There are no fundamentals like there's nothing that you can point to and say hey, you know, Bitcoin sells off from 60 to 38 or whatever it is and you can't just be like wow you know bitcoins really cheap here like is it just like you can't say Bitcoin rallies from you know, 8k to 40k and be like well bitcoins really expensive here so based on what right so I think the only thing that moves Bitcoin is marginal buyers and marginal sellers right so so where's the next big wave come from like does it come from you know the money center banks getting involved and having a platform with their with their PWM and RIA teams? Maybe, you know, does it come from sovereigns doubtful you know, does it come from CBDC's bringing more people into the marketplace? Maybe I think a big part of the rally last year it frankly was like PayPal you know the fact that it you know, PayPal you could you could purchase Bitcoin through PayPal was a was a was big for new market entrants. But ultimately you need new buyers that's that's the fact the matter you know, population turnover I think will inevitably just increase it but we'll see.
JEFF DORMAN 36:44
Remember you're absolutely right and everything I think you know, I'll leave I'll leave it with this I remember at ARCA we always every month we just reset and every single person ARCA has to give us their predictions for the one month six month and just you know completely independent of what's in our portfolio just what do you think and I remember last year almost for the entire year everybody had a basically a all time high prediction for Bitcoin it was yeah we're gonna hit all time highs we're gonna hit all time highs and then as we get closer to the end of the year and we're still hovering around six step six or 7000 in Bitcoin and in all time highs were 20,000 I remember asking around September I said you guys recognize that if any of your predictions are right at some point it actually has to move right and you know lo and behold we had 168% fourth quarter rally I think the same thing is possible here right? Almost everybody's talking about 100,000 Bitcoin 100,000 Bitcoin 100,000 Bitcoin whether that's right or wrong, I have no idea but if it is right at some point you're gonna have a huge move. And I think that's what people bet on right now when they say when they're getting long Bitcoin is I think eventually going to that big chunky move But to your point something has to spark that and I just don't see it right now in the market you know when when we see it, we'll let people know but but you know, there has to be there has to be a trigger it doesn't just get there on its own.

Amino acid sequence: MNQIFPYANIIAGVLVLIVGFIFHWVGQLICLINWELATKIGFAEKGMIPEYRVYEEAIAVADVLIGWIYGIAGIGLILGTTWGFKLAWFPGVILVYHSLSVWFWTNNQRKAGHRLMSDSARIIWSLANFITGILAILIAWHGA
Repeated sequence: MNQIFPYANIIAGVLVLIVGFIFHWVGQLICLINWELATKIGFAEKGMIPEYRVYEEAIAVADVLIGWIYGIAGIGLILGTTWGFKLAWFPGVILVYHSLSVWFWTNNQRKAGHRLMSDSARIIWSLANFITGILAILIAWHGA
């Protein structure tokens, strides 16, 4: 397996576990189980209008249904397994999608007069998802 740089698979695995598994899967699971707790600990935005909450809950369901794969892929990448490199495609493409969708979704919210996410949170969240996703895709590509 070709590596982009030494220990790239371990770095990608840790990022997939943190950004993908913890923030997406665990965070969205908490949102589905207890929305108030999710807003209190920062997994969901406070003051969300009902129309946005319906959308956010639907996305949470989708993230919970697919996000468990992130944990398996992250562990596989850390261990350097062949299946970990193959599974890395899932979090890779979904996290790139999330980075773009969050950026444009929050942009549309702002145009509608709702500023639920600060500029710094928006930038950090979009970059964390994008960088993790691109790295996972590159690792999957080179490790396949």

PETER HANS 37:56
Agreed. Absolutely agree. This was a good conversation. And I'm sure next week when we chat it'll be a totally different environment and who knows what the hell we'll be talking about but good luck on a baseball season starts for Andrew and he had go get them go get him this fall.
JEFF DORMAN 38:18
Appreciate that yeah big big weekend baseball tournament for the new Delray sea devils travel team so if you're if you're a fan of nine and under baseball come out to Marina Del Rey this weekend
PETER HANS 38:27
Yeah, that's good. Yeah, Lucy's Yeah, so it's Jeff and I both now I've got to my son doesn't play baseball but my girls play softball and and my oldest is 11 and just better first game in our team is the boom so they all have walk up music with boom in it and and I didn't know that there was that many like boom songs but uh, but you know, one of the moms in the team put together like the What does the walk up music and as like the announcer and everything like that is pretty cool. And Lucy's lucea clean up in our first game. And her walk up song was boom by by pod, which was like an early 2000s like hard rock song It was it was pretty good. She liked it. She liked it a lot.
JEFF DORMAN 39:10
I love it. I love I love the youth sports I'll say that the most exciting thing for me was teaching all the nine year old and eight year olds that whenever we're slumping hitting you just take all the bats off the bat rack and throw them into the fence and start yelling wake up bats. And the kids kick out of that so I'm looking forward to it
PETER HANS 39:27
Do they do the golf What do you call those things in golf like that they had warm the the maranto ads for bad weeks I remember literally I actually had one of those like on my bat like I thought it was hilarious and I kept one on my bat.
JEFF DORMAN 39:46
That's a good idea. Now right now the kids are just they all have multiple batting gloves and I black and all kinds of wristband gear. I mean, they can barely walk out there they're carrying some extra weight with their hats fullbacks keep that school.
PETER HANS 40:01
All right, man, well take care. Great episode and talk to you soon.
REAL VISION 40:08